Paul DeCamp, Member of the Firm in the Employment, Labor & Workforce Management practice, in the firm’s Washington, DC, office, was quoted in Law360 Employment Authority, in “Biz Groups Tell 5th Circ. EPA Ruling Blocks Tip Credit Rule,” by Irene Spezzamonte. (Read the full version – subscription required.)

Following is an excerpt:

The U.S. Supreme Court's decision on the Environmental Protection Agency's ability to regulate greenhouse gas emissions backs two groups' argument that the U.S. Department of Labor's rule regulating tipped wages is illegal, the groups told the Fifth Circuit.

The Restaurant Law Center and the Texas Restaurant Association said Friday that the high court's June ruling in West Virginia et al. v. Environmental Protection Agency et al.  supports their view that the DOL didn't have the authority to implement the rule, pressing the appellate court to flip a lower court's decision not to enjoin the rule.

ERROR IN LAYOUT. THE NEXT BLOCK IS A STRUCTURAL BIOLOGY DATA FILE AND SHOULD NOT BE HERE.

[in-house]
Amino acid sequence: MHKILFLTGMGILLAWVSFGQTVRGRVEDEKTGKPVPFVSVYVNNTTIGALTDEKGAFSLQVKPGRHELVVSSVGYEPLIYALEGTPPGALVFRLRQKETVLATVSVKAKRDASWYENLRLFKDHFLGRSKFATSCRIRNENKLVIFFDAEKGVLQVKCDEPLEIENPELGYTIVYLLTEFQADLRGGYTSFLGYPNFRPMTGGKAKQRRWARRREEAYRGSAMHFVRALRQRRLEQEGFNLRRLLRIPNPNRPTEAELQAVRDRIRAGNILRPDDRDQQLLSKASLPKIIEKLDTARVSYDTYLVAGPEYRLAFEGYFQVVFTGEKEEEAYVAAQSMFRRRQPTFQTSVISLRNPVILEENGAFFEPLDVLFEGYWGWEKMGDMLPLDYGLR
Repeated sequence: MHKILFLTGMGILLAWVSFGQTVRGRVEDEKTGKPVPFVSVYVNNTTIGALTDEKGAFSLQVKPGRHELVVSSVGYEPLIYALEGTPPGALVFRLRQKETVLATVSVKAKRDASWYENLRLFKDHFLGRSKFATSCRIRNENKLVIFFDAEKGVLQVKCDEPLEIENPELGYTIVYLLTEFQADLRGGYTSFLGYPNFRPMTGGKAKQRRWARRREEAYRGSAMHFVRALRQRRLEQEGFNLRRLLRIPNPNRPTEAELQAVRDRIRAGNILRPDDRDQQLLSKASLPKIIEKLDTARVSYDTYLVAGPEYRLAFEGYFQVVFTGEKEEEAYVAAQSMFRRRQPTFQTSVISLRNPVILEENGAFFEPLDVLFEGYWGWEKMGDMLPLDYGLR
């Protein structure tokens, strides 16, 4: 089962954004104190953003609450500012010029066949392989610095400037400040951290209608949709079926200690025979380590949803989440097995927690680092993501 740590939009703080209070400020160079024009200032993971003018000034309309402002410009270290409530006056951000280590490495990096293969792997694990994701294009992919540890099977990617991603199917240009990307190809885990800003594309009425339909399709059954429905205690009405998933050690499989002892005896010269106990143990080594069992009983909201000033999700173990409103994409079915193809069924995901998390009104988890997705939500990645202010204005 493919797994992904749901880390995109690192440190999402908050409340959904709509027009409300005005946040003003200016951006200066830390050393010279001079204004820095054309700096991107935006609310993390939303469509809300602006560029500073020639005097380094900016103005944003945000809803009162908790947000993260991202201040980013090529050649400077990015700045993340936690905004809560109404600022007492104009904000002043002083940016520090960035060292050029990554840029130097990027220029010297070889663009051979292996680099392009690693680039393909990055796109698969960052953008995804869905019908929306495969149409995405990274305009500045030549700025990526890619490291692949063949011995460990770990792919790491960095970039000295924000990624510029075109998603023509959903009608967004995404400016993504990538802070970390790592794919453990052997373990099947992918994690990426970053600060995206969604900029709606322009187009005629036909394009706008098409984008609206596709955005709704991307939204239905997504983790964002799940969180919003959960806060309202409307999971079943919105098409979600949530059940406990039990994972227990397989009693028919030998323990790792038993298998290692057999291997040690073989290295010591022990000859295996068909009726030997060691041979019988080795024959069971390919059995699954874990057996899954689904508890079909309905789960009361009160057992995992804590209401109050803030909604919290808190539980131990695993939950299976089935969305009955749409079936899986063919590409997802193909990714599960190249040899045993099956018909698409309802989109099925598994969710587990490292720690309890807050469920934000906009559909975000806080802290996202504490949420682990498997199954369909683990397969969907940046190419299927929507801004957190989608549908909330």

"The Supreme Court has cautioned that agencies cannot hide 'elephants in mouseholes,'" the groups said, citing the EPA ruling. "The department has tried to do exactly that by using a non-existent ambiguity to create a completely new test for when an employer can exercise its statutory right to take a tip credit that conflicts with the plain text of the [Fair Labor Standards Act]." …

"In light of these cold, hard numbers, the department can no longer perpetuate this myth that compliance costs somehow abruptly ended the day that the final rule became effective," the groups said. "To the contrary, the record is undisputed that businesses will expend a decade's worth of resources to comply with the final rule — an indication of just how sweeping and disruptive the final rule is to the associations' members." …

The groups and the DOL are arguing in the lower court over whether the EPA ruling and the major questions doctrine apply to the matter.

Paul DeCamp of Epstein Becker Green, who is representing the groups, underscored Monday that the rule will cause "grievous and irreparable" harm to the Restaurant Law Center and the Texas Restaurant Association and their members.

"Under these circumstances, justice requires not only a reversal of the district court's irreparable injury finding, but also a clear statement by the Fifth Circuit that the plaintiffs are likely to prevail on the merits because the regulation is illegal," DeCamp said.


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